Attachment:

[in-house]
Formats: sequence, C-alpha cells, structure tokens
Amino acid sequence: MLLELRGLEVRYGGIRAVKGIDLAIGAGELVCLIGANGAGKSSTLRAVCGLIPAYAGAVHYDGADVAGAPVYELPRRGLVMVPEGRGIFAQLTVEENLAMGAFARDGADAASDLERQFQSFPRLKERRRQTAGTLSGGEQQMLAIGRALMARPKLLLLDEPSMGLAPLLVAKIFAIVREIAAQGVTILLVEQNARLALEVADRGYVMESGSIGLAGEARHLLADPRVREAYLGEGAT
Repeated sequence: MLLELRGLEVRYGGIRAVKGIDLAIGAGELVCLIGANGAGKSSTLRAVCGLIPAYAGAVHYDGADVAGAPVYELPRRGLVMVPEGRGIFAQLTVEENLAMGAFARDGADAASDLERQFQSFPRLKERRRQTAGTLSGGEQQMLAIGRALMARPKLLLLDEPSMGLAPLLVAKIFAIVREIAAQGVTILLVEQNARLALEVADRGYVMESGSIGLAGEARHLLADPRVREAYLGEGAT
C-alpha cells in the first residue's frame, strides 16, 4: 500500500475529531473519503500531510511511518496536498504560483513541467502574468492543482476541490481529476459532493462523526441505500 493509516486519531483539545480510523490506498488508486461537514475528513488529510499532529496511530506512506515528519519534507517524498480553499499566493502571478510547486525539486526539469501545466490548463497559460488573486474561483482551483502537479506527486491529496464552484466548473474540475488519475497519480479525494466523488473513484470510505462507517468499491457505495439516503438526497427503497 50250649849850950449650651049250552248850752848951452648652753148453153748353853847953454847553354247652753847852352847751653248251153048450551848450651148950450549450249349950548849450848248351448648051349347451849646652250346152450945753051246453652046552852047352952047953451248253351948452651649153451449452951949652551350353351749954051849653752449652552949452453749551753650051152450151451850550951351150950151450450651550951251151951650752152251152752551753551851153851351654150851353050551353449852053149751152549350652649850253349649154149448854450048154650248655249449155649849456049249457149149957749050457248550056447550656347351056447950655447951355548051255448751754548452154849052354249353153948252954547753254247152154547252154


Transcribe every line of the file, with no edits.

[in-house]
Formats: sequence, C-alpha cells, structure tokens
Amino acid sequence: MLLELRGLEVRYGGIRAVKGIDLAIGAGELVCLIGANGAGKSSTLRAVCGLIPAYAGAVHYDGADVAGAPVYELPRRGLVMVPEGRGIFAQLTVEENLAMGAFARDGADAASDLERQFQSFPRLKERRRQTAGTLSGGEQQMLAIGRALMARPKLLLLDEPSMGLAPLLVAKIFAIVREIAAQGVTILLVEQNARLALEVADRGYVMESGSIGLAGEARHLLADPRVREAYLGEGAT
Repeated sequence: MLLELRGLEVRYGGIRAVKGIDLAIGAGELVCLIGANGAGKSSTLRAVCGLIPAYAGAVHYDGADVAGAPVYELPRRGLVMVPEGRGIFAQLTVEENLAMGAFARDGADAASDLERQFQSFPRLKERRRQTAGTLSGGEQQMLAIGRALMARPKLLLLDEPSMGLAPLLVAKIFAIVREIAAQGVTILLVEQNARLALEVADRGYVMESGSIGLAGEARHLLADPRVREAYLGEGAT
C-alpha cells in the first residue's frame, strides 16, 4: 500500500475529531473519503500531510511511518496536498504560483513541467502574468492543482476541490481529476459532493462523526441505500 493509516486519531483539545480510523490506498488508486461537514475528513488529510499532529496511530506512506515528519519534507517524498480553499499566493502571478510547486525539486526539469501545466490548463497559460488573486474561483482551483502537479506527486491529496464552484466548473474540475488519475497519480479525494466523488473513484470510505462507517468499491457505495439516503438526497427503497 50250649849850950449650651049250552248850752848951452648652753148453153748353853847953454847553354247652753847852352847751653248251153048450551848450651148950450549450249349950548849450848248351448648051349347451849646652250346152450945753051246453652046552852047352952047953451248253351948452651649153451449452951949652551350353351749954051849653752449652552949452453749551753650051152450151451850550951351150950151450450651550951251151951650752152251152752551753551851153851351654150851353050551353449852053149751152549350652649850253349649154149448854450048154650248655249449155649849456049249457149149957749050457248550056447550656347351056447950655447951355548051255448751754548452154849052354249353153948252954547753254247152154547252154